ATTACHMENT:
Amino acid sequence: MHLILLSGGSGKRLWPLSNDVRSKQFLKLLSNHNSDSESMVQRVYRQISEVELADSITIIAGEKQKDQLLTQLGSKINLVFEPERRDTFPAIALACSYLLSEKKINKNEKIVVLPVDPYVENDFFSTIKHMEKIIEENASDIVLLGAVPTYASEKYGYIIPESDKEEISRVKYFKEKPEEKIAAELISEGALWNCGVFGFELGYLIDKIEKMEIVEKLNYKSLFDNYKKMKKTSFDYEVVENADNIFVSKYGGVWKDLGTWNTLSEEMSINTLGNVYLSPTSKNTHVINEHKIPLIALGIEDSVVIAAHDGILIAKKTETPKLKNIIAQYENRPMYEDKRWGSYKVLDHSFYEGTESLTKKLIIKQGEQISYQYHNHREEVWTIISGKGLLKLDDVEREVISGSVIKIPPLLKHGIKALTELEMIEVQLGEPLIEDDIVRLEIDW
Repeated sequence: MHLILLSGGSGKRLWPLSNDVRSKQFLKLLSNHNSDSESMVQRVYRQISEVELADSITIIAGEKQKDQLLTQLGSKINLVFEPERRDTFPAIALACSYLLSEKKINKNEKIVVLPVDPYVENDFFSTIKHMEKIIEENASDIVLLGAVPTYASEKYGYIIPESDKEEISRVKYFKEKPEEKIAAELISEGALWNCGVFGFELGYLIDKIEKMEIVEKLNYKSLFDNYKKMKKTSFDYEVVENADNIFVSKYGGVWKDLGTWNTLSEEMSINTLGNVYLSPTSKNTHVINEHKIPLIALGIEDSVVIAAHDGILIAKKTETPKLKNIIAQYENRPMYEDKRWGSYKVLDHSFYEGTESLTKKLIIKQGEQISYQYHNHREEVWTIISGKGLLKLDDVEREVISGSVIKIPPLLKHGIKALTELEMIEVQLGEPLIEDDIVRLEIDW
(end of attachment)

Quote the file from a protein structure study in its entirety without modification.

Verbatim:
Amino acid sequence: MHLILLSGGSGKRLWPLSNDVRSKQFLKLLSNHNSDSESMVQRVYRQISEVELADSITIIAGEKQKDQLLTQLGSKINLVFEPERRDTFPAIALACSYLLSEKKINKNEKIVVLPVDPYVENDFFSTIKHMEKIIEENASDIVLLGAVPTYASEKYGYIIPESDKEEISRVKYFKEKPEEKIAAELISEGALWNCGVFGFELGYLIDKIEKMEIVEKLNYKSLFDNYKKMKKTSFDYEVVENADNIFVSKYGGVWKDLGTWNTLSEEMSINTLGNVYLSPTSKNTHVINEHKIPLIALGIEDSVVIAAHDGILIAKKTETPKLKNIIAQYENRPMYEDKRWGSYKVLDHSFYEGTESLTKKLIIKQGEQISYQYHNHREEVWTIISGKGLLKLDDVEREVISGSVIKIPPLLKHGIKALTELEMIEVQLGEPLIEDDIVRLEIDW
Repeated sequence: MHLILLSGGSGKRLWPLSNDVRSKQFLKLLSNHNSDSESMVQRVYRQISEVELADSITIIAGEKQKDQLLTQLGSKINLVFEPERRDTFPAIALACSYLLSEKKINKNEKIVVLPVDPYVENDFFSTIKHMEKIIEENASDIVLLGAVPTYASEKYGYIIPESDKEEISRVKYFKEKPEEKIAAELISEGALWNCGVFGFELGYLIDKIEKMEIVEKLNYKSLFDNYKKMKKTSFDYEVVENADNIFVSKYGGVWKDLGTWNTLSEEMSINTLGNVYLSPTSKNTHVINEHKIPLIALGIEDSVVIAAHDGILIAKKTETPKLKNIIAQYENRPMYEDKRWGSYKVLDHSFYEGTESLTKKLIIKQGEQISYQYHNHREEVWTIISGKGLLKLDDVEREVISGSVIKIPPLLKHGIKALTELEMIEVQLGEPLIEDDIVRLEIDW